Thoughts on Halloween

I think it no accident that Halloween is scheduled for Autumn.

The beauty of trees showing forth their fall colors reminds us that we are headed into the long, solitary winter.  Autumn is a season wherein it isn’t hard to think about death and dying.  Crops are finished, harvest is upon us, the weather is getting cooler, and daylight is growing shorter.

In this season it is easy to draw parallels to life’s cycles and we eventually find ourselves in the “autumn of life,” headed toward our eventual death and whatever lies beyond for each of us.  Primal culture used this season to mock death with rituals that including masquerading as ghosts and goblins.  After the Christianization of Europe, the church developed All Saints Day to somewhat redeem this habit.  The celebration in the church was designed to redirect people to think about those who had died in service of the Lord, the people we consider saints, or “Hallowed ones” [Holy ones].   It was customary to begin celebrating any holy day on the evening before, as the day began conceptually at sundown of the previous day.  So “All Hallowed’s Day” was preceded by “All Hallowed’s Evening”, shortened into “Hallow E’en,” or as we now say it “Halloween.”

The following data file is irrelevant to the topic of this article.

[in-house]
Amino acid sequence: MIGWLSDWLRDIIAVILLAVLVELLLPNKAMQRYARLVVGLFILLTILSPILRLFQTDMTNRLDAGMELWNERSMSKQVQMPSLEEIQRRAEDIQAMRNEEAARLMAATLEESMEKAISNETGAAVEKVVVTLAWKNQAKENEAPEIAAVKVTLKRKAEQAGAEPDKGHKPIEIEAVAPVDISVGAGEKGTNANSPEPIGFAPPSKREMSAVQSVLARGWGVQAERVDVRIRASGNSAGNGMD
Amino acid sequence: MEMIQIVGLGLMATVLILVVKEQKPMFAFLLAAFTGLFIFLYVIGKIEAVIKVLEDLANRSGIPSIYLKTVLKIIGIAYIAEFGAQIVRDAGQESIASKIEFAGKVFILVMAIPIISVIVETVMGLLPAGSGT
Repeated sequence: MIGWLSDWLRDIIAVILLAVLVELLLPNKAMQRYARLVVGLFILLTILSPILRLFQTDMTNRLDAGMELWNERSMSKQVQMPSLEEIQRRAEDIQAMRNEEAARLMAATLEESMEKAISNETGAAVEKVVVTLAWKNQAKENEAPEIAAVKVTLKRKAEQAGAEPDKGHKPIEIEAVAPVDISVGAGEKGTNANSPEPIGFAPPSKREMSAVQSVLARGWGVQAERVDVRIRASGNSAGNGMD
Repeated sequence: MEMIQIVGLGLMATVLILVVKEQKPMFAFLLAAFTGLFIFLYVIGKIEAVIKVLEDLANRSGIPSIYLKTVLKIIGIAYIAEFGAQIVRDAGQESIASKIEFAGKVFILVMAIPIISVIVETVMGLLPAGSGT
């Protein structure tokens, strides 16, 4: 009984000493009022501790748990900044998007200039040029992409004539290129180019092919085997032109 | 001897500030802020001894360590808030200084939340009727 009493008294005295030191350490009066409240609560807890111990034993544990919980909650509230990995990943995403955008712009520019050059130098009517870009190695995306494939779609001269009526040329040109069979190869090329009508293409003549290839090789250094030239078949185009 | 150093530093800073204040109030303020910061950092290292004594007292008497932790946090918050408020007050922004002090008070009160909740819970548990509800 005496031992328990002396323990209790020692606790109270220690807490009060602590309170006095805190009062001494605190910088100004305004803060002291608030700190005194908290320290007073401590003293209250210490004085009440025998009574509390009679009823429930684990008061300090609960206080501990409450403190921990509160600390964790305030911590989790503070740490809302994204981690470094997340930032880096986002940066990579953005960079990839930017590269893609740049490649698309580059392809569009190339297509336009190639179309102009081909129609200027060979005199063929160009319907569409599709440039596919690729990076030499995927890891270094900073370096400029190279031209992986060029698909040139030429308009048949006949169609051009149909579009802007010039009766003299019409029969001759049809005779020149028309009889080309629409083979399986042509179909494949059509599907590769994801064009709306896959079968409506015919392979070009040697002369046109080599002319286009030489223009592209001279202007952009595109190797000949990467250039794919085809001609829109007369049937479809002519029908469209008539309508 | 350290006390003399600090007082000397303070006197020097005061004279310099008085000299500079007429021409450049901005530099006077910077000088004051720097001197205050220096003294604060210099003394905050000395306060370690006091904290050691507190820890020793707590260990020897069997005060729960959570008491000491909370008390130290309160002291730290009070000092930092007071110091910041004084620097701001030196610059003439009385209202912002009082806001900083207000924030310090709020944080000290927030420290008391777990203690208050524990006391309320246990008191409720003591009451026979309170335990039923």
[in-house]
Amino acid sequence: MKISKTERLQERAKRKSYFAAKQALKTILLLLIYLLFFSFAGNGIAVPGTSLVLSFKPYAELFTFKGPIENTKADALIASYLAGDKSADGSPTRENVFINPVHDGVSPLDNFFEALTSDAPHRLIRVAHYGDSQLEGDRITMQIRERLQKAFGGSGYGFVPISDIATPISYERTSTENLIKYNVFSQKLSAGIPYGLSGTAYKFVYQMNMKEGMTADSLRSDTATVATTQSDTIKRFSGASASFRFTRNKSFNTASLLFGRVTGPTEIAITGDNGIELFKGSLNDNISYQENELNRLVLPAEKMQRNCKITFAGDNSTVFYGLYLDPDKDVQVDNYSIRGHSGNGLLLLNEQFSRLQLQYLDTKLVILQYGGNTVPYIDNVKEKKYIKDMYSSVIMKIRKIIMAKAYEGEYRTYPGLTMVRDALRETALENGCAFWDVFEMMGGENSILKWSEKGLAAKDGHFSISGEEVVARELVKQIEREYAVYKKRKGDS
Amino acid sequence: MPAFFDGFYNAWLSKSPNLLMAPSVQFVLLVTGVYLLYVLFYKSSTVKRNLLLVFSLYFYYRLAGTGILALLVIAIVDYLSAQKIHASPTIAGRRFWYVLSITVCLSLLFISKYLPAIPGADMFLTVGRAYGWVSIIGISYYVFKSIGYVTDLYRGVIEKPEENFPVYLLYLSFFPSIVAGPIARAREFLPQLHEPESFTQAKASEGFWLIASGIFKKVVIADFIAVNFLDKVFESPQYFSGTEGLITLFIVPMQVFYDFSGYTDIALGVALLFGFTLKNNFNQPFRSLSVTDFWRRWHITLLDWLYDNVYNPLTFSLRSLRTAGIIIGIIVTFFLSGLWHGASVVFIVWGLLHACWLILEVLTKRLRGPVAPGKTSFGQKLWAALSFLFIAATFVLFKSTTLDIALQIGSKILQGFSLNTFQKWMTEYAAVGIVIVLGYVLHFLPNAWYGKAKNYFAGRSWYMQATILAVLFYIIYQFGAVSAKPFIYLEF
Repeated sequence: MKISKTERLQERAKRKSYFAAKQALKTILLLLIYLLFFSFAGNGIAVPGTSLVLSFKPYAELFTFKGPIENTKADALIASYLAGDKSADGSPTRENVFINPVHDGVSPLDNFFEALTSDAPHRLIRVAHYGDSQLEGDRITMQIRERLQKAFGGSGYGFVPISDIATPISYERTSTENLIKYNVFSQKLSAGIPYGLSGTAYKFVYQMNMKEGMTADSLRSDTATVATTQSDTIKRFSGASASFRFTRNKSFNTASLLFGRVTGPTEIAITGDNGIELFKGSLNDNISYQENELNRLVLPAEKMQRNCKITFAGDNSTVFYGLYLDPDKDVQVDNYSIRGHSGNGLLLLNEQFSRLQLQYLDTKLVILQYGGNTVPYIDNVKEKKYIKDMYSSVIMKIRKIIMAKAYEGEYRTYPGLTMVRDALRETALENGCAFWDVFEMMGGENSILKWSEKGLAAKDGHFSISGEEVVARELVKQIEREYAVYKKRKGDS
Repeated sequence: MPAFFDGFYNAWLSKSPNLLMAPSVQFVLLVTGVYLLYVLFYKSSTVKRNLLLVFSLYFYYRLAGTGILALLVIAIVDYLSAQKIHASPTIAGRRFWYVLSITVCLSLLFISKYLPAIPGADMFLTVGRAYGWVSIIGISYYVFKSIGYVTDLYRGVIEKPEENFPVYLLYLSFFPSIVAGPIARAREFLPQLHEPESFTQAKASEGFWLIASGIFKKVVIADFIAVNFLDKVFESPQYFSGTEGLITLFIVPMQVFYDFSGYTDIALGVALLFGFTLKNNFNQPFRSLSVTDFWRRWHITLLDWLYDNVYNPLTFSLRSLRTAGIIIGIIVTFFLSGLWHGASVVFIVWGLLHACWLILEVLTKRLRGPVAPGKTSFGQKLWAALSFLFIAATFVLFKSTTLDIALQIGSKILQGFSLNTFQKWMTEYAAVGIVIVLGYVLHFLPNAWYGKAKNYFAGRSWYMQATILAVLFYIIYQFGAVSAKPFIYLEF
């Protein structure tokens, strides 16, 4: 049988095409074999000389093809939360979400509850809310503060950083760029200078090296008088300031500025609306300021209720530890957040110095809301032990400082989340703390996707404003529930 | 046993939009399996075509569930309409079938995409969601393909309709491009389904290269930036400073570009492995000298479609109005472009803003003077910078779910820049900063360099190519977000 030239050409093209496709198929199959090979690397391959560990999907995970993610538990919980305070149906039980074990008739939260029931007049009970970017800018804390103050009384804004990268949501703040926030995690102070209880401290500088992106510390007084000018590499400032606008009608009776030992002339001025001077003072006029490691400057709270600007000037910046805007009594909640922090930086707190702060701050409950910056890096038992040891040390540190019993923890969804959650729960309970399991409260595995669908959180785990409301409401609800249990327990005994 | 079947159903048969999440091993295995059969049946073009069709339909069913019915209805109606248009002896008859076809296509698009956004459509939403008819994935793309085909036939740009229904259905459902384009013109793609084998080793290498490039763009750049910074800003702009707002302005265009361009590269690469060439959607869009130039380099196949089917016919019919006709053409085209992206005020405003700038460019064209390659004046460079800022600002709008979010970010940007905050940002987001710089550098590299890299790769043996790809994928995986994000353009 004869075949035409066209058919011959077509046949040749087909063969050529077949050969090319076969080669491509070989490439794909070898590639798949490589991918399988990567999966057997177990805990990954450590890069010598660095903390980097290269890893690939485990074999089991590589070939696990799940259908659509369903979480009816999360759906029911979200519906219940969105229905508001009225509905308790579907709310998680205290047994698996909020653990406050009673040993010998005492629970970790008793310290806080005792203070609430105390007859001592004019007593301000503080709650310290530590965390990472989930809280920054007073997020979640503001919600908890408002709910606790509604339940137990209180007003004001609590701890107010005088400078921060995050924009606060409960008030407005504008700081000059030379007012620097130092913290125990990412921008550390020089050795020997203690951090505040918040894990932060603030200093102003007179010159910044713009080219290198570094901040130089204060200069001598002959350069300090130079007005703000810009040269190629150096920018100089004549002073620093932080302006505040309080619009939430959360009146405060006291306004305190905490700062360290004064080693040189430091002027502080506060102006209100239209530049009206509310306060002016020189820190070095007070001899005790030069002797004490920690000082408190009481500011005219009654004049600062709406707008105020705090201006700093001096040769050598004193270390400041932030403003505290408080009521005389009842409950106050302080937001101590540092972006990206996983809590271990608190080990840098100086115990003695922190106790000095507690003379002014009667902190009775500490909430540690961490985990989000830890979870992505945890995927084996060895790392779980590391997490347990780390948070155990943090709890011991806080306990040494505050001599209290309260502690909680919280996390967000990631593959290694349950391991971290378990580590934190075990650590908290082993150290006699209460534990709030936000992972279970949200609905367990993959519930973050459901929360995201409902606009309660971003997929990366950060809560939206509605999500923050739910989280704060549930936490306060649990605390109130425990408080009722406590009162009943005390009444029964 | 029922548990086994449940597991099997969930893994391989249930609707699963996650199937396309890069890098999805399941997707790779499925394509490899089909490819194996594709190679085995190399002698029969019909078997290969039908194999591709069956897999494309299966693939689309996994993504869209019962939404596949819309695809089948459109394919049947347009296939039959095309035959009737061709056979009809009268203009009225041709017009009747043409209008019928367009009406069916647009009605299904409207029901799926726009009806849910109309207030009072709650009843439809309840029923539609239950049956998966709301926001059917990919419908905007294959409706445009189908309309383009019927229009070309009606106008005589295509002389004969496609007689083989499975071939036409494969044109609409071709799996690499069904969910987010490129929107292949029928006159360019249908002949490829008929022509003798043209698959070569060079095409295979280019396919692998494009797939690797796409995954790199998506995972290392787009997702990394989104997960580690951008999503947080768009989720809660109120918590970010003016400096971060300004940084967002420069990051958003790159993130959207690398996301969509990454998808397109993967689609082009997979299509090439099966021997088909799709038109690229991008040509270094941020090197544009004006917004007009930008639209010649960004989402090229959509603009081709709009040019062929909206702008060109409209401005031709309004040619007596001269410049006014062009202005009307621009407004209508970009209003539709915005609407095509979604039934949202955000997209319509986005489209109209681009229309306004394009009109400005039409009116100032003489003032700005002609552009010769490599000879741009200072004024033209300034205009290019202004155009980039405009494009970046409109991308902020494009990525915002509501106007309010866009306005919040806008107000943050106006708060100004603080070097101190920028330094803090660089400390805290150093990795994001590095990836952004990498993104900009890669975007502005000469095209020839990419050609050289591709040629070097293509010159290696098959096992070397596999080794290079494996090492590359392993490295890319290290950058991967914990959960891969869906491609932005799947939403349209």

There are always those who assert that this is a devilish holiday, and surely there are groups who practice dark and perhaps even wicked things on Halloween, but it also a time for people of faith to practice hospitality.

I served a church in Lee County, Virginia where about 400 children would come to town (the population of the town was only 900), and “trick or treat” in our neighborhood.  My wife was always excited to meet this crowd with enough treat bags for each one.  We were impressed that each child, unprompted, would respond to our treats with a well-rehearsed “Thank you.”  One year I even invited the youth group to join us on the porch, as our house faced Main Street, and be part of the giving.

There are holidays I enjoy more than Halloween, but it has come to mark a remembrance that even as autumn pulls our thoughts toward the end of life, we have joy in knowing that the end is only a beginning for people of faith.  So, let the darkness come, and even death’s cold grip, but there is more beyond it for people of faith.  A glory greater than autumn’s leaves and harvest:  Life eternal in heaven with God.

About Brad Scott

An Appalachian CrossFitter who loves Jesus and is happily married to Tammie. I have a son and a fine little grandson. In the peak of middle age, trying to figure out the rest of this journey.
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